Gene Siskel and Roger Ebert became famous after they started to review movies on television (which is also when they became friends), and people started to recognize them even when they were not in Chicago, causing Mr. Siskel to remark to Mr. Ebert, “Life is going to change.” When they attended the National Association of Television Program Executives (NAPTE), the convention of syndicated TV shows, they walked around together because their producer, Joe Antelo, told them, “Together, you’re an advertisement. Apart, you’re tourists.” People started to ask them, “Aren’t you those two guys?” One day, when they were on an elevator with some ladies they didn’t know, the ladies started whispering. When Mr. Siskel and Mr. Ebert got off the elevator, Mr. Siskel told the ladies, “We’re those two guys.” Of course, Mr. Ebert has many good stories about Mr. Siskel, who was a very good poker player and was a big winner at his own bachelor party. Unfortunately, at Mr. Ebert’s bachelor party he was a big loser. When Mr. Ebert asked why he had lost, Mr. Siskel explained, “What went wrong is that your friends don’t know how to play poker. A good player can never win against someone who makes a bet just for fun .” When Mr. Ebert and his wife, Chaz, were looking for a house to buy, they asked Mr. Siskel’s advice. He walked through the house and then quickly said, “Don’t buy it.” He then explained, “I don’t like the skylight. From their windows, your neighbors can see you walking to the bathroom.” For a long time, Mr. Siskel was a bachelor, and his apartment, which was crammed with everything he had ever owned, still placed wherever he had set it down, showed that. For example, Mr. Siskel had once won a TV in a bet. The delivery people put the TV down just inside the door. And there the TV stayed, although Mr. Siskel was unable to fully open the door because of the TV set. When Mr. Siskel became serious about a woman, he asked his sister for a favor: to clean his apartment “just enough so I can have a cleaning person come in .” By the way, he proposed to the woman in front of a Pizza-Fotomat. She accepted.
Punk rocker Patti Smith was always ambitious. Before becoming famous with her first album, “Horses,” Ms. Smith was starting to make a name for herself in New York City as a poet and a rocker. After one of her performances, Bob Dylan visited her backstage. A photographer took a few photographs, and then Ms. Smith pushed Mr. Dylan aside and jokingly told the photographer, “Take my picture.” Mr. Dylan made a praying motion to Ms. Smith, and then he left. Of course, later Ms. Smith thought that she had acted like a jerk to Mr. Dylan and “that guy will never talk to me again.” However, a photograph of Mr. Dylan with his arms around Ms. Smith appeared on the cover of the “Village Voice,” and soon afterward Ms. Smith saw Mr. Dylan on the street. He had a copy of the “Village Voice” cover, and he joked to Ms. Smith, “Who are these two people? You know who these people are?” Then he smiled at Ms. Smith, and she knew he wasn’t mad at her.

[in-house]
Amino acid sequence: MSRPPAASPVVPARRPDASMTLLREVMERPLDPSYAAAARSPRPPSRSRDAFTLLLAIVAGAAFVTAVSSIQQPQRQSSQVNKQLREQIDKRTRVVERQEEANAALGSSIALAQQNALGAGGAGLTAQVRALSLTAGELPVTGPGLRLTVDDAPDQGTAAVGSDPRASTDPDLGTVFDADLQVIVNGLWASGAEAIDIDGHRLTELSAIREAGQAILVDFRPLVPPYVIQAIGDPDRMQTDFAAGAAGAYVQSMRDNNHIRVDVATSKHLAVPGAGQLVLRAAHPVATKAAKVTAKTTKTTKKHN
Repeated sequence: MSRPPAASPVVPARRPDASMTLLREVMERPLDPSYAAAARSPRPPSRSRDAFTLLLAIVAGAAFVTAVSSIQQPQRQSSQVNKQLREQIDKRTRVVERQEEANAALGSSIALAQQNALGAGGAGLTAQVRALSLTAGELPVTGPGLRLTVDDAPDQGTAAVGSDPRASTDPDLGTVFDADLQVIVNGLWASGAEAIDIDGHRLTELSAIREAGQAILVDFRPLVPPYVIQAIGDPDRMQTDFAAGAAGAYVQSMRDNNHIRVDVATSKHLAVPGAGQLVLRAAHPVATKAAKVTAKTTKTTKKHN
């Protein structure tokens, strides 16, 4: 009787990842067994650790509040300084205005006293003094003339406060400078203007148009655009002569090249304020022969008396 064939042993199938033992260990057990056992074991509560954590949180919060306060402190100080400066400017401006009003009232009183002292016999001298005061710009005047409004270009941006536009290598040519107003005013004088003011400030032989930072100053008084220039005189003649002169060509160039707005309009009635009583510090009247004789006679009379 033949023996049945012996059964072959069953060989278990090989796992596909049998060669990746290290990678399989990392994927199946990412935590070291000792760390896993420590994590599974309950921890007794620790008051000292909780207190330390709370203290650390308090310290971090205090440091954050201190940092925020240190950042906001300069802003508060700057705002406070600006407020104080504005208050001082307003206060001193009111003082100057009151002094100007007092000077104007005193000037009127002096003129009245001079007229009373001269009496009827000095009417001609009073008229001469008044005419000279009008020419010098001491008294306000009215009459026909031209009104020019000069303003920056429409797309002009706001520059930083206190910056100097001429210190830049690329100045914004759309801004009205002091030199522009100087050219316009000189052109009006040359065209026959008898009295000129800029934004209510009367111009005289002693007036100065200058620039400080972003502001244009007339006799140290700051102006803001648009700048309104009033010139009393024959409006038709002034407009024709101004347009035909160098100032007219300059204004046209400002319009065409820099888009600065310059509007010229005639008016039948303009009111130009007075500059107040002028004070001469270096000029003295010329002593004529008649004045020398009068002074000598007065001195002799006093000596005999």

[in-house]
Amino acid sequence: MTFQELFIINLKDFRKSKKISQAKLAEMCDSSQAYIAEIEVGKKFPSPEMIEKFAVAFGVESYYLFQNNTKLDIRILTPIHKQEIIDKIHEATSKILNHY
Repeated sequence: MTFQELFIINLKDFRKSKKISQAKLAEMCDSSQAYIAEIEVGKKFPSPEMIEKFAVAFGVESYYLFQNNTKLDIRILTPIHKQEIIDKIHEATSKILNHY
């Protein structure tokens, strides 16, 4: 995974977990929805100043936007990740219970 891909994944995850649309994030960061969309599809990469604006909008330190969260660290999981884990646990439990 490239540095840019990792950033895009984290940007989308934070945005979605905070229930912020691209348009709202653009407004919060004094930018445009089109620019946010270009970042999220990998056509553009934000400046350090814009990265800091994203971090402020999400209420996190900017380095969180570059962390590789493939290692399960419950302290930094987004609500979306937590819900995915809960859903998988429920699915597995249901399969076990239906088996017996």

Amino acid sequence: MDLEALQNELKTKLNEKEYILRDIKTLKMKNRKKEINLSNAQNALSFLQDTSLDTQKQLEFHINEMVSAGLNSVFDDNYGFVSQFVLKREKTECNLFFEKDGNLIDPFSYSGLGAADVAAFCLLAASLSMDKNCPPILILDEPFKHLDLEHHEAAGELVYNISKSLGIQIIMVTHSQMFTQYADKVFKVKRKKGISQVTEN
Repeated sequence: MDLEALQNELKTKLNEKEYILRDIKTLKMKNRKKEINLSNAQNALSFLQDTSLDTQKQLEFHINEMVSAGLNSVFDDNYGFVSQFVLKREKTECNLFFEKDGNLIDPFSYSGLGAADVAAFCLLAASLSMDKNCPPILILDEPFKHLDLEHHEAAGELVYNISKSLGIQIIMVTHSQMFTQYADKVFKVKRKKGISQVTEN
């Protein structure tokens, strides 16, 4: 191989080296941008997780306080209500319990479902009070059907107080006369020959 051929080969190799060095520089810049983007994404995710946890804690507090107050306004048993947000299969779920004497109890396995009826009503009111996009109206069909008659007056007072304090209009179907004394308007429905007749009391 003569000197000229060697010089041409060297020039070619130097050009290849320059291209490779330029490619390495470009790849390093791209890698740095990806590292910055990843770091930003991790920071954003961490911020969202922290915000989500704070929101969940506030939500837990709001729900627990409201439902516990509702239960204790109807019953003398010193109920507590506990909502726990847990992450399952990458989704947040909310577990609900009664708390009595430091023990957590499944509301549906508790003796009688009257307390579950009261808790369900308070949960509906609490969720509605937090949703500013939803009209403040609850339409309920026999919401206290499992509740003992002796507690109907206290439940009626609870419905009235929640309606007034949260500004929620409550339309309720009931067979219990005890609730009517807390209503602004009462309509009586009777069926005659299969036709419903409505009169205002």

Brazilian novelist Paulo Coelho makes a lot of money, and early in his life he made a lot of money through writing songs. The first time he made a lot of money, he made it in a hurry. He didn’t have money to eat out or to go to a movie, and when he went to check his bank account, he found that $40,000 had been deposited in it because of his songwriting royalties. One of the first things he did when he started to become famous was to get rid of his old hippie friends and acquire new, exciting friends. This turned out to be a mistake. When he stopped making a lot of money after losing his job at an international record company, his new friends didn’t call him and of course the old friends he had jettisoned didn’t call him, either. Mr. Coelho went on to make new piles of money, but he remembered to make a major effort to keep his old friends.
Steven Spielberg and George Lucas worked together to create “Raiders of the Lost Ark.” Mr. Spielberg did the directing, and Mr. Lucas, the producer, occasionally visited on location. Sometimes they would have minor disagreements. Mr. Lucas would give in and say, “Well, it’s your movie. If the audience doesn’t like it, they’re going to blame you.” And Mr. Spielberg would joke, “OK, but I’m going to tell them that you made me do it.”
Composer Johannes Brahms had a big ego. While walking with his friend George Henschel, he saw a building bearing a commemorative plaque. Mr. Brahms said to Mr. Henschel, “The day after I die they’ll put up a sign on my house, too.” Mr. Henschel joked, “Of course they will. It’ll say, ‘House to Rent.’”
Shandy Lim Diew Noi of Singapore has a kind neighbor. Shandy hangs her laundry to dry on a line outside her window. Whenever it starts to rain, her neighbor uses a bamboo pole to tap on Shady’s windowsill to let her know that she should bring in her laundry before it gets wet.
Madeleine L’Engle likes to tell this story about St. Theresa of Avila, who got stuck in the mud while riding in a carriage. God told her, “This is how I treat my friends, Theresa,” and she replied, “No wonder you have so few.”
Stan Laurel always had a great respect for his friend Oliver Hardy’s talents as a comedian. Whenever Mr. Laurel watched one of the great comedy team’s movies, he laughed at Mr. Hardy’s antics, not at his own.
Singer-songwriter Tom Waits and his friend film director Jim Jarmusch once formed a club called The Sons of Lee Marvin — the one purpose of the club was to watch movies starring Lee Marvin.
© 2015, David Bruce, All Rights Reserved
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“The better part of one’s life consists of his friendships.” — Abraham Lincoln.